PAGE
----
Even if we ignore the raw emotion in the 80-year-old Anasuya Sen’s appeal for justice for her jailed son, Binayak Sen, a social activist working in Chhattisgarh, there are several rational concerns triggered by this case. We refer to her appeal published at Sanhati.com, references and excerpts of which appeared in Business Standard on Tuesday, as well as in several blogs. And to the serious threats to civil liberties from the misuse of laws ostensibly in place to curb threats to national security, such as the growing Naxalite violence.
Dr Binayak, vice-president of the People’s Union for Civil Liberties (PUCL), was arrested last May under the Chhattisgarh Special Public Security Act (CSPSA) and the Unlawful Activities (Prevention) Act (UAPA). There has been a campaign by several credible individuals and groups highlighting Sen’s development work for the marginalized tribals of the state. The charges against him include alleged links with a jailed Maoist, being addressed as a “comrade” in a letter by a suspected Naxalite in jail, owning literature of various political parties, letters from people in jail, etc., and a press release issued by him on the plight of prisoners and undertrials.
While we wait for the state to produce the hard evidence of its allegations against Dr Binayak, the moot issue is whether or not his democratic rights are being suppressed.
Dr Binayak, a medical doctor, has been specially commended for his work in health care, education and empowerment in tribal Chhattisgarh by his alma mater—CMC Vellore—among others. He has been increasingly critical of the state government’s approach to exploiting the state’s abundant mineral resources at the cost of growing marginalization of local communities as well as the way it has dealt with the menace of Naxalite violence through the state-supported Salwa Judum, a powerful movement that’s grossly, indeed, criminally violating all human rights. PUCL Chhattisgarh, incidentally, has been relentlessly drawing attention to the excesses by the state government through Salwa Judum.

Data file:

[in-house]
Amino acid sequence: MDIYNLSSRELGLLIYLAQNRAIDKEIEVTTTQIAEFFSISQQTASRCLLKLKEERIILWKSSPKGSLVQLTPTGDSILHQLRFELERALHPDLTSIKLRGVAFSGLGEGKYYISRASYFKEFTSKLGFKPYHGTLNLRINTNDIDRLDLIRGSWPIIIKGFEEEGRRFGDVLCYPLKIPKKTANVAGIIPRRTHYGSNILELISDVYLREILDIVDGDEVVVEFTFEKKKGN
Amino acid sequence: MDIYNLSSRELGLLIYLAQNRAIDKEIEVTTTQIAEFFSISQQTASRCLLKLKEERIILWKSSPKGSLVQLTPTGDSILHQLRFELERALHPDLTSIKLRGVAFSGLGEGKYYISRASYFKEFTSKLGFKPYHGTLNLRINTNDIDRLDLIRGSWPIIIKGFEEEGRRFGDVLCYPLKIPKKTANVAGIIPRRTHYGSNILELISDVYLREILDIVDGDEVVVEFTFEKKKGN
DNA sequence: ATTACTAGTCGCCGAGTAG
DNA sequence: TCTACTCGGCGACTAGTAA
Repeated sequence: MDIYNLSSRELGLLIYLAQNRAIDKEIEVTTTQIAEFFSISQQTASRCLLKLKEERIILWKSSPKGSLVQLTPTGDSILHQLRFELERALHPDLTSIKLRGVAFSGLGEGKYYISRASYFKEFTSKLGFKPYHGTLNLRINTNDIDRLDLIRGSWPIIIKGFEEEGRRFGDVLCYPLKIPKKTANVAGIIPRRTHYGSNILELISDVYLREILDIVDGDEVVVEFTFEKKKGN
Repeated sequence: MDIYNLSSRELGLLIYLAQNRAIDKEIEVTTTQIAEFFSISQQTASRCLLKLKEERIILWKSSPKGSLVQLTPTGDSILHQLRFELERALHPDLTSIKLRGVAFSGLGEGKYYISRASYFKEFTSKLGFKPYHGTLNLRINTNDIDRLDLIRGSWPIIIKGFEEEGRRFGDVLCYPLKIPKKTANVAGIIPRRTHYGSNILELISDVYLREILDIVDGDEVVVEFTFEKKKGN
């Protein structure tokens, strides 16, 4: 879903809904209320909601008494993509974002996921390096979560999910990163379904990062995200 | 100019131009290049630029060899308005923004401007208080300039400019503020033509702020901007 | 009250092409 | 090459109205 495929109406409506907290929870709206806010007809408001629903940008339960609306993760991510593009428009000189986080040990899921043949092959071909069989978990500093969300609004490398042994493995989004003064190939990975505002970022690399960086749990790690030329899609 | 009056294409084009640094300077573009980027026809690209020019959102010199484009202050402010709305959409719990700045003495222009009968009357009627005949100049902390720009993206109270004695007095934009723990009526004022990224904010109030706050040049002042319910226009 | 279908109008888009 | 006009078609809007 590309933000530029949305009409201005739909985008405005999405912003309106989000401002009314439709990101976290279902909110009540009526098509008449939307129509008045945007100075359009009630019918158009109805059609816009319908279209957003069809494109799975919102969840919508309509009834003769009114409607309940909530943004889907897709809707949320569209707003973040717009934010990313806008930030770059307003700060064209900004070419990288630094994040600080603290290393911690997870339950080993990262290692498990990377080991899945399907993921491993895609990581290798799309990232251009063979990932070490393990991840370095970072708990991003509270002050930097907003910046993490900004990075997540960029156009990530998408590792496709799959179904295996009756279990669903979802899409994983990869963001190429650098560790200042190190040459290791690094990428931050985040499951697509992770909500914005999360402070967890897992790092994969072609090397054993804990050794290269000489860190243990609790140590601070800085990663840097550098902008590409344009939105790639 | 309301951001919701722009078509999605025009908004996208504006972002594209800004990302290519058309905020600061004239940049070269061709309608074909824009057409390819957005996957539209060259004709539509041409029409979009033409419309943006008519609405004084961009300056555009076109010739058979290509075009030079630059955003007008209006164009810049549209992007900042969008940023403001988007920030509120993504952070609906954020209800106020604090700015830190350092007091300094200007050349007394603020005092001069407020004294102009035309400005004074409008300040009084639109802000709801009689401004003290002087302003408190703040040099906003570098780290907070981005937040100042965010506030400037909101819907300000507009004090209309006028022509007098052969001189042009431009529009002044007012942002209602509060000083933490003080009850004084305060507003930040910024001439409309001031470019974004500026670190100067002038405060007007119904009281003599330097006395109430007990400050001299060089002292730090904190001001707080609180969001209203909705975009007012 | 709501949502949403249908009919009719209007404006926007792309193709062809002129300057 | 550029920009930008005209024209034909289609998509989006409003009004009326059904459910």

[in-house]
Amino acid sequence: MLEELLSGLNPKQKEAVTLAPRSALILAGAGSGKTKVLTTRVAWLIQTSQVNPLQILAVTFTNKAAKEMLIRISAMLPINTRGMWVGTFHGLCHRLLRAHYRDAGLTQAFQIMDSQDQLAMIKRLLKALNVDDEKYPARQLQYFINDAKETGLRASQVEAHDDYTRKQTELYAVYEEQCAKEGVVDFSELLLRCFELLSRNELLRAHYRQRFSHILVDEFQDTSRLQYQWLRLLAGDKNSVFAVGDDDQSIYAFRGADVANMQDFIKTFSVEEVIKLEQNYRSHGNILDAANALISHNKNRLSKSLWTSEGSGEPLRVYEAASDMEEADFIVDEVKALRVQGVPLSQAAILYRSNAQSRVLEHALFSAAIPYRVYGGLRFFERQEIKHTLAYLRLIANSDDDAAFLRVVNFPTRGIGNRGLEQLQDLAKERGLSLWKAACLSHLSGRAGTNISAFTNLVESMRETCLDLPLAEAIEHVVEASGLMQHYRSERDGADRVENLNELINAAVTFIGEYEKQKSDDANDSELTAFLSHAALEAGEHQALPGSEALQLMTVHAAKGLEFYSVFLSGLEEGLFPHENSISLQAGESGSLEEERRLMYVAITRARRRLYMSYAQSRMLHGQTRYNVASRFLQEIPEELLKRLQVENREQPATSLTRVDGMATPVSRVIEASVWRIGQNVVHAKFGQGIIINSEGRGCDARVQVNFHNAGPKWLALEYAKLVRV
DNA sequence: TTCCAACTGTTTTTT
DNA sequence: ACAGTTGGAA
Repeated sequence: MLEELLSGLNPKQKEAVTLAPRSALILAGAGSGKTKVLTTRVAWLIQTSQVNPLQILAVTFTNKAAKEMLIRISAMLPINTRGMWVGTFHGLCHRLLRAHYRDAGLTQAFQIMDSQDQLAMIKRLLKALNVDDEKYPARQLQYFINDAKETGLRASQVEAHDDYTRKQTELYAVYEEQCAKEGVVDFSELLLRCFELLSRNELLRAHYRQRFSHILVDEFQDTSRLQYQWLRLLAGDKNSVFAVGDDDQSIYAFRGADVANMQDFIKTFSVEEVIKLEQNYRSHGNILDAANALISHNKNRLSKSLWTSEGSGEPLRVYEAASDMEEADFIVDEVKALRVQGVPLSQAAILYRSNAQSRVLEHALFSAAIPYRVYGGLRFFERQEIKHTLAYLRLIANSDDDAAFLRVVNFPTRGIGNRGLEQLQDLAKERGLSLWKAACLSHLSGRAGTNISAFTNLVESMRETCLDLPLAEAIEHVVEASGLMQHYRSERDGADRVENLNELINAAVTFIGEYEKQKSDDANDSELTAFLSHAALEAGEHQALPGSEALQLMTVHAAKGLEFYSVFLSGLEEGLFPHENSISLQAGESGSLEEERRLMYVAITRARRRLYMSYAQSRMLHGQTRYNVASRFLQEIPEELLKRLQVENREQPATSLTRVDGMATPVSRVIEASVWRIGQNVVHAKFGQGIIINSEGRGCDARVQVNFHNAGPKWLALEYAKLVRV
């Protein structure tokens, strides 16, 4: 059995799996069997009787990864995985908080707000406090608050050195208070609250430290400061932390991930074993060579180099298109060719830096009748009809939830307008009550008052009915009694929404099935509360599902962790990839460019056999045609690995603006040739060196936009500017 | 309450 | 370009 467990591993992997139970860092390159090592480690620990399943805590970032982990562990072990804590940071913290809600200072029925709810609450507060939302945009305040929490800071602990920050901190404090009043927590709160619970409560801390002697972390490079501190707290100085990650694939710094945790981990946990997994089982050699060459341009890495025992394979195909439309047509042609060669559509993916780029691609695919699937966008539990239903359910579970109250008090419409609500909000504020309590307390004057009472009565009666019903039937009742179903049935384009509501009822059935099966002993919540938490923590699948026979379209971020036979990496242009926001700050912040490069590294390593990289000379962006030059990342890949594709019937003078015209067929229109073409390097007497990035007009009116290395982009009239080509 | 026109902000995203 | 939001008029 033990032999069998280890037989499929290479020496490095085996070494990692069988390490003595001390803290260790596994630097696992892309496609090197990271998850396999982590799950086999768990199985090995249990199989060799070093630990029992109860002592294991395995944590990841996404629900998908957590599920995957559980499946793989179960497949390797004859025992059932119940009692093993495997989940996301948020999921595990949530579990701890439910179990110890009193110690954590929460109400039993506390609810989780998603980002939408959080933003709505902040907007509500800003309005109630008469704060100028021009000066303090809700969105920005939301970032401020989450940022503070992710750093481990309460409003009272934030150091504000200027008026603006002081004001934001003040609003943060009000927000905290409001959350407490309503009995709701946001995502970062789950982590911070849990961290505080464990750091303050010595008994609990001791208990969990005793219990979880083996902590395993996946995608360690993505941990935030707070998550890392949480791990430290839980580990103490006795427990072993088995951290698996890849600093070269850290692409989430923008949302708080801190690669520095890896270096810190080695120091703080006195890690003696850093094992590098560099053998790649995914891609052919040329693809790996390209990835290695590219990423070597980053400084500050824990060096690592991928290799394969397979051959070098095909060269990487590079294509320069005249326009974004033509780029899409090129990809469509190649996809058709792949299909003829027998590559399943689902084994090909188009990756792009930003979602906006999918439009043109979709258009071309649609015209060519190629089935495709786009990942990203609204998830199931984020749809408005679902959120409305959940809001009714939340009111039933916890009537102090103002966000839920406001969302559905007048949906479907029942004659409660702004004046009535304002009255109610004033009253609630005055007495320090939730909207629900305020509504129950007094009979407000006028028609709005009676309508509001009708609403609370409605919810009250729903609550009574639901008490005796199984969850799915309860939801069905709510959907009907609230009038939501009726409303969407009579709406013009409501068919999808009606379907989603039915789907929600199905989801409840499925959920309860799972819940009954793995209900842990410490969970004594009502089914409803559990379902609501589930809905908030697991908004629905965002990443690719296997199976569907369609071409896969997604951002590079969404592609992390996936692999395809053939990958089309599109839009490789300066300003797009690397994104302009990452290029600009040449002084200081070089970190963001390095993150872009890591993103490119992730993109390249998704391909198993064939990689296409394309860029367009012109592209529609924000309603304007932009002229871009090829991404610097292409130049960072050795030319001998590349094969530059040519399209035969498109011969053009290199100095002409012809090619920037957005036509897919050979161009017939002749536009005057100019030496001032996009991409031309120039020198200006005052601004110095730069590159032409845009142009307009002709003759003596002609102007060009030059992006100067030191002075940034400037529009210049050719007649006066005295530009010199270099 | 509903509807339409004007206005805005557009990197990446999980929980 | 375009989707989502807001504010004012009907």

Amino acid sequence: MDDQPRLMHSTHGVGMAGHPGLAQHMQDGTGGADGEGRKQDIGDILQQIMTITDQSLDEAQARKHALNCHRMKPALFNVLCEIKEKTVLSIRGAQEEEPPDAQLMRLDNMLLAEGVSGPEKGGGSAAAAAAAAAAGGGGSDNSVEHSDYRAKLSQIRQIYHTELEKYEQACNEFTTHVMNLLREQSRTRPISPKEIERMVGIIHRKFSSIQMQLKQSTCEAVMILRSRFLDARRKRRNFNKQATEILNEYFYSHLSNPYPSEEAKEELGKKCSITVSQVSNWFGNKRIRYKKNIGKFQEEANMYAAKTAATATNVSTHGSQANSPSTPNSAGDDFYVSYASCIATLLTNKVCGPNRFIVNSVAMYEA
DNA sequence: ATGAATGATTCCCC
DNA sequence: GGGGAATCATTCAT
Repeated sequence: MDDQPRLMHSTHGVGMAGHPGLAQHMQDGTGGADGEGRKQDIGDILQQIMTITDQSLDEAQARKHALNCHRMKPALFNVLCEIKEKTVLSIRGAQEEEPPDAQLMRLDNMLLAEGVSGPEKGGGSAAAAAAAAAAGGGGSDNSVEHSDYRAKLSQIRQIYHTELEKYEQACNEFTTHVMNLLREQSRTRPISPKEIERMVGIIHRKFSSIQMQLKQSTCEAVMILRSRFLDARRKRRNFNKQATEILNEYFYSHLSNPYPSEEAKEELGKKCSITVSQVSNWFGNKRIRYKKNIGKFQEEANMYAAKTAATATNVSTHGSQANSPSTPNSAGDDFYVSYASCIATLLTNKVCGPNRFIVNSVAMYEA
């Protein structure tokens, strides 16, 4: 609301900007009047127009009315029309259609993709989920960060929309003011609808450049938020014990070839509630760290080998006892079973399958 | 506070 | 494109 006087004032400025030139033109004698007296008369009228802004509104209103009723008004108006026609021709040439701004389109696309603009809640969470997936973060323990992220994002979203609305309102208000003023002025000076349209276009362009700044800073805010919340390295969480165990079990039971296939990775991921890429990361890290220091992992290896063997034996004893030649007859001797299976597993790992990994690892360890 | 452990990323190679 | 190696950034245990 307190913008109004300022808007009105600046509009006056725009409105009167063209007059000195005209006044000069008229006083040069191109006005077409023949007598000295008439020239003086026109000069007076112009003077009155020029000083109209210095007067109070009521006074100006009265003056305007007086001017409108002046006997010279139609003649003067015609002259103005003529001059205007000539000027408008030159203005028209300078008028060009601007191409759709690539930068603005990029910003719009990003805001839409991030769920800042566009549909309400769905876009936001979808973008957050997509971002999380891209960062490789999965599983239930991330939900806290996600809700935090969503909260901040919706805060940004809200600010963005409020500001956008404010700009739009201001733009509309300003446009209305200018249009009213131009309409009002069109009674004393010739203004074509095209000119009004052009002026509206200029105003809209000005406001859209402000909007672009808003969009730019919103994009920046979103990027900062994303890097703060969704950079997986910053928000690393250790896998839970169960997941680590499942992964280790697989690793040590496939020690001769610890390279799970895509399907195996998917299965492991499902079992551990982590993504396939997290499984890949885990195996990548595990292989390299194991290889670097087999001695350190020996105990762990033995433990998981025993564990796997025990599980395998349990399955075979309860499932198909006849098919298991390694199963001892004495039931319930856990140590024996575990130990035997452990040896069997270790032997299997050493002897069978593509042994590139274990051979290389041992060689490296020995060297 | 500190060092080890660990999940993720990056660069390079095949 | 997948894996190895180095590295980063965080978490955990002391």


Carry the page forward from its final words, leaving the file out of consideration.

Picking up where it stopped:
There have been many instances of indefinite detentions under a range of repressive laws. These include the Armed Forces Special Powers Act, Terrorist and Disruptive Activities Act (Tada), Prevention of Terrorism Act, apart from the two under which Dr Binayak was arrested. Not only have these dented Indian democracy from within, we also have extra-constitutional acts such as encounter killings. Iftikhar Geelani of Kashmir Times was detained for eight months in 2002 under the Official Secrets Act, but later it was found the documents he had were all in the public domain. And when lawyer K.D. Rao and others were arrested last year in Maharashtra by the anti-terrorism squad, the rule of law was hardly followed—such as an official record of incriminating evidence found—and there were police threats for anyone who might support those arrested.
Draconian laws such as the CSPSA only strengthen the inherent tendency of such abuse of power. Dr Binayak’s estimate in the course of a PUCL fact-finding mission was that just 1% of undertrial prisoners had anything to do with the Maoists. A noted commentator has drawn a parallel, citing gross abuse of the law given the less than 2% rate of conviction under the notorious Tada. And though Naxal groups are already banned and declared unlawful under UAPA, the CSPCA broadens the scope of what can be termed “unlawful” by making its definition imprecise.
In addition to the concerns on civil liberties, the state’s approach of dealing with the Maoists’ violence is also self-defeating. The flouting of the rule of law by those assigned to uphold it even as the scope for their abuse of power is unchecked only perpetuates the anti-state “logic” of the Maoists. It also worsens the plight of the tribal communities already in misery thanks to the chronic failure of governance.
Are laws dealing with Naxalites a threat to civil liberties? Write to us at firstname.lastname@example.org